Barista Magazine

AUG-SEP 2019

Serving People Serving Coffee Since 2005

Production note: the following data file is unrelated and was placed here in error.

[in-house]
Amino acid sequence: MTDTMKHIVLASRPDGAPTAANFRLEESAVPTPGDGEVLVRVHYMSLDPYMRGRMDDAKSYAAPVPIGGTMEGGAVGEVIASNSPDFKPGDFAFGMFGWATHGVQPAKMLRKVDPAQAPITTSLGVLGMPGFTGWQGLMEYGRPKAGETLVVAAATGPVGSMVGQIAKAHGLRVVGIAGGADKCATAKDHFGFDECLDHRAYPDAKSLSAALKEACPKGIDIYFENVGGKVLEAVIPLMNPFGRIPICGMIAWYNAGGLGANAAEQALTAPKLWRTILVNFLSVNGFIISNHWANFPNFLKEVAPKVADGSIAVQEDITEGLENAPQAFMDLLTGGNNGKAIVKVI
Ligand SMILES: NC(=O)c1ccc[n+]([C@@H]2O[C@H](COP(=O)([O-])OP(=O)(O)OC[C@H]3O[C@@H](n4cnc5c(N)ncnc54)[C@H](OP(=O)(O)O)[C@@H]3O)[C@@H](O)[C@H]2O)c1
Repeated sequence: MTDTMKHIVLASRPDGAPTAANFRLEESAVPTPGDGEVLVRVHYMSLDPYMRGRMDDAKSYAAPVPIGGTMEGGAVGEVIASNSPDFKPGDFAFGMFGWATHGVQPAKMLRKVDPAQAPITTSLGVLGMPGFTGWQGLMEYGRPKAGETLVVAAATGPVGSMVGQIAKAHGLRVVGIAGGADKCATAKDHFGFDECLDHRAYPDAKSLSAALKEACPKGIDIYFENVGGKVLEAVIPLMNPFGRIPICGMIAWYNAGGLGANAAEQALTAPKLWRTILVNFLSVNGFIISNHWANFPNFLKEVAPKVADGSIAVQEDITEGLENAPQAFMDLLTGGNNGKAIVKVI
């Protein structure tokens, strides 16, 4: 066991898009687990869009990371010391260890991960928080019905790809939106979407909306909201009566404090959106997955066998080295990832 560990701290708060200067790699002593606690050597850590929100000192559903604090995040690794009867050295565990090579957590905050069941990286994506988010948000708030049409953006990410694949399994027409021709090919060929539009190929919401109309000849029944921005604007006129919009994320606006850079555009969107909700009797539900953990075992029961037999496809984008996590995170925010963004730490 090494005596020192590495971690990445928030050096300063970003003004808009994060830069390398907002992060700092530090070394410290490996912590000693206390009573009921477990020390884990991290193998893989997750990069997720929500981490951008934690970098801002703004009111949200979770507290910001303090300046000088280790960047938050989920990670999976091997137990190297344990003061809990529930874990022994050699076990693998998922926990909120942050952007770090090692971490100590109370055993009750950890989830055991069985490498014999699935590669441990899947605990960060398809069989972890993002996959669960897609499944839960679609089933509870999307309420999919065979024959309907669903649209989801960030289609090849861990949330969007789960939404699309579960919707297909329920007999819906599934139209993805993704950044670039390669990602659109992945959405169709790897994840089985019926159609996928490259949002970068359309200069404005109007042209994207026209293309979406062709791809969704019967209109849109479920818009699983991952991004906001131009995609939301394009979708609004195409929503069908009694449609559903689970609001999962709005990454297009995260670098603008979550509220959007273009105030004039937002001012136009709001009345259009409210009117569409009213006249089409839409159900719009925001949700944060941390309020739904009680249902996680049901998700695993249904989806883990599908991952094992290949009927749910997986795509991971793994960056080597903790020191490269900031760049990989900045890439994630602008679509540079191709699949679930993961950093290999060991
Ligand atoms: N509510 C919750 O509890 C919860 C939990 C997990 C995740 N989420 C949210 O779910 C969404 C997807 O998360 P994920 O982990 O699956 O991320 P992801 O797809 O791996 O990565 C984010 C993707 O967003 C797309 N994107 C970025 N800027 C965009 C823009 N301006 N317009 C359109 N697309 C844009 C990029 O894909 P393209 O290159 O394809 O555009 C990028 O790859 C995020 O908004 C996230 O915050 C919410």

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passed the objective, reporting engagement with 38,000 producers. It's not just Bloomberg Philanthropies, however, that has taken in the success of the SG program. The Rwandan government has noticed, too. SG's executive director, Ruth Coleman, describes a model moving forward where Sustainable Growers can help the govern- ment manage the country's coffee-growing sector more effi ciently by accessing data gathered by the Sustainable Growers teams in the fi eld. Further, Sustainable Growers can work with the government to provide services and support to coffee farmers throughout the country beyond the co-ops with whom they currently work. While Sustainable Growers is a nonprofi t, it also needs to demon- strate to Bloomberg Philanthropies that the efforts it's making in Rwanda can continue without requiring a constant infusion of capital. That is to say, it needs to also make money. So in Kigali, SG has a for-profi t subsidiary: Question Coffee. Question Coffee fulfi lls a number of roles in Rwanda. For one, it's a full-service café and roastery. Customers visit daily to enjoy expertly prepared specialty coffee from well-trained baristas such as Smayah. Question Coffee also supplies coffee to a number of local hotels, restaurants, and other coffee shops throughout the country, and is the offi cial coffee of the national airline RwandAir. Beyond that, Question Coffee staffers lead tour groups on visits to the co-ops to see the coffee-production process fi rsthand. What's more, Question also offers barista and certifi cation training at a Specialty Coffee Association (SCA)–sanctioned facility in Kigali, which draws attendees from all over the country and potentially the world. Adam McLean is the social enterprise director for Sustainable Growers as well as the manager of Question Coffee. "Question Coffee offers farmers and co-ops a chance to see their end product and see how it is served to the customer," he says. He's excited about the SCA-certifi ed training center because it offers something to attendees that few other certifi ed labs can: Coffee professionals can study and work toward their certifi cations during the week, and then visit wash- ing stations and farms on the weekends. "The coffees here are beyond beautiful," he says, "and everywhere we go, we bring coffee with us, sharing our passion with the community." Recently, for example, Ques- tion baristas were serving coffee at Akagera National Park as part of the training for the park's staff. Question Coffee was Smayah's entry into specialty coffee. "I heard about Sustainable Growers and Question Coffee [because] they were offering free training for fi ve people." She says she didn't drink coffee at that time, but, "I was attracted to latte art. At the end of the day, I need- ed money for college. I never knew that coffee was something else." The very fact that Smayah, now 21, was attending college was a pretty big deal. Many women in Rwanda don't continue their education after high school, she explains. Smayah says her family couldn't pay for it (she's one of 15 children in her family, all of whom have been raised by her mother and aunts since her father died in 2005). She adds that it didn't feel like society at large felt that education was very import- ant for women. Smayah says that after fi nishing high school, "getting married [is considered] the best option for girls. [But I was] 16 years old when I fi nished high school, and I didn't see myself carrying babies." She applied for a position at Question Coffee to earn money for her education, and she's now working toward her law degree. She goes to school full-time at night, while also working full-time at Question. If she's ever run-down though, Smayah doesn't show it. In fact, it would appear she is indefatigable in her drive to help others fi nd the same kinds of opportunities, and achieve the same kind of success, she has enjoyed since her start at Question Coffee. Smayah says she loves working at Question because "it allows Rwandans to get introduced to coffee and the amazing world behind it." Rwanda is traditionally a tea-drinking society, and the fi rst step toward building a coffee-drinking culture is to get people to try it. Question, however, adds an especially compelling story and message which helps convince Rwandans to give it a chance. "The proceeds at Question Coffee stay in the country and promote and support the peo- ple who grow it," Smayah explains. "We help customers try different coffees, take master classes, and also farm tours take them through the entire process." Working bar at Question Coffee is a rewarding experience for the employees as "they always feel happy when some new people come through," she says. "And they feel valued [for their skills], and the customers learn a lot about coffee. They learn the value of paying $3 a cup." It's Smayah's opinion that too often when people talk of coffee, they're not considering the whole picture. "We all have to think about the people behind it, the farmers," she says, noting how unfair it is "when the coffee-price crisis happens and it only affects the coffee producers. If it continues they are going to quit. If they don't get a fair pay through coffee, they are going to quit. They are patient," she says, but they have to see an impact on their bottom line. Otherwise, Smayah fears, "in the future we're going to have a lot of people drink- ing coffee but not a lot of people growing coffee." "My hope is that the program [at Question Coffee] will help make that change. We are in hotels and restaurants, so we can have high-quality coffee here in Rwanda. We don't only need Question Coffee—we need more and more. We need farmers to be motivated to stay in the industry, and we need also to allow youths to have a lot more opportunity." To Smayah, opportunity means more than fi nancial rewards. "A lot of youths are motivated by money, but there is more to it. I took my job as not only a way to go to school but also to make an impact. That's why I use my social media platform [she's @wise_smayah on Insta- gram, btw] to inspire people around me and to give back to society. I believe that when farmers are motivated and getting fair and living wages, things are going to be great." Smayah might have started as a barista at Question Coffee, but she quickly added more titles to her résumé. She's been a café manager and now also oversees quality control, as well as roasting. In addition to teaching classes for baristas and consumers alike, she leads tour groups to co-ops. She says introducing newcomers to the women at the co-ops might be her favorite part of her job. She says, "It wasn't until I started going to the farm" that she really understood what went into the coffee she served every day. "We worked closely with the women farmers [and visiting them was illuminating], with everything I was seeing with my eyes [like] preg- nant women carrying bags of cherry miles and miles. They needed someone who felt the same passion for it. And I couldn't see my eyes elsewhere." Once she was face-to-face with the women who grow the coffee Smayah roasts and serves, she knew she had to be their advocate. "Starting with the people behind it, the farmer, going there to the co-ops, seeing women farmers spending hours and hours away from their family—seeing how coffee puts the world together and people together—I learned the treasure of giving back to my society and giving back to the farmers," she says. Rwanda has gone through tremendous turmoil, tragedy, change, and rebuilding over the last three decades. The year 2019 marks the 25th anniversary of the Rwandan genocide wherein it's estimated up to 1 million people were killed as neighbors attacked and murdered neigh- bors. Many people, including Smayah's family, fl ed to the Democratic Republic of Congo (DRC) and neighboring countries. Whole swaths of 72 barista magazine